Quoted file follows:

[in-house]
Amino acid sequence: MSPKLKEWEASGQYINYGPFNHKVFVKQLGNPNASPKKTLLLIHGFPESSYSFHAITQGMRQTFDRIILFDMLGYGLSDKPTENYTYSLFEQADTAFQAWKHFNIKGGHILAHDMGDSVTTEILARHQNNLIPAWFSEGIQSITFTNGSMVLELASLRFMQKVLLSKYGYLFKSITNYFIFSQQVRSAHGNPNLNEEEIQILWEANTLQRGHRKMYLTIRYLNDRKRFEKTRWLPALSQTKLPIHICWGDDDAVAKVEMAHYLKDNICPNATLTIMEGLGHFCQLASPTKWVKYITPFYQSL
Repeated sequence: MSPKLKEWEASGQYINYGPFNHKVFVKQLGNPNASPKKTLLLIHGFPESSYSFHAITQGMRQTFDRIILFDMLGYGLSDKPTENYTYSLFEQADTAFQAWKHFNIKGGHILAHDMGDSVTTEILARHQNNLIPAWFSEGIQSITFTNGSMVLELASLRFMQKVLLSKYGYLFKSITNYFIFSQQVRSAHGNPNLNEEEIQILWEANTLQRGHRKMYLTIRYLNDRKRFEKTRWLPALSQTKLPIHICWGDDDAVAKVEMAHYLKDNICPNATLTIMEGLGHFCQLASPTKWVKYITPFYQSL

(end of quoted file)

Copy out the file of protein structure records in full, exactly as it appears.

[in-house]
Amino acid sequence: MSPKLKEWEASGQYINYGPFNHKVFVKQLGNPNASPKKTLLLIHGFPESSYSFHAITQGMRQTFDRIILFDMLGYGLSDKPTENYTYSLFEQADTAFQAWKHFNIKGGHILAHDMGDSVTTEILARHQNNLIPAWFSEGIQSITFTNGSMVLELASLRFMQKVLLSKYGYLFKSITNYFIFSQQVRSAHGNPNLNEEEIQILWEANTLQRGHRKMYLTIRYLNDRKRFEKTRWLPALSQTKLPIHICWGDDDAVAKVEMAHYLKDNICPNATLTIMEGLGHFCQLASPTKWVKYITPFYQSL
Repeated sequence: MSPKLKEWEASGQYINYGPFNHKVFVKQLGNPNASPKKTLLLIHGFPESSYSFHAITQGMRQTFDRIILFDMLGYGLSDKPTENYTYSLFEQADTAFQAWKHFNIKGGHILAHDMGDSVTTEILARHQNNLIPAWFSEGIQSITFTNGSMVLELASLRFMQKVLLSKYGYLFKSITNYFIFSQQVRSAHGNPNLNEEEIQILWEANTLQRGHRKMYLTIRYLNDRKRFEKTRWLPALSQTKLPIHICWGDDDAVAKVEMAHYLKDNICPNATLTIMEGLGHFCQLASPTKWVKYITPFYQSL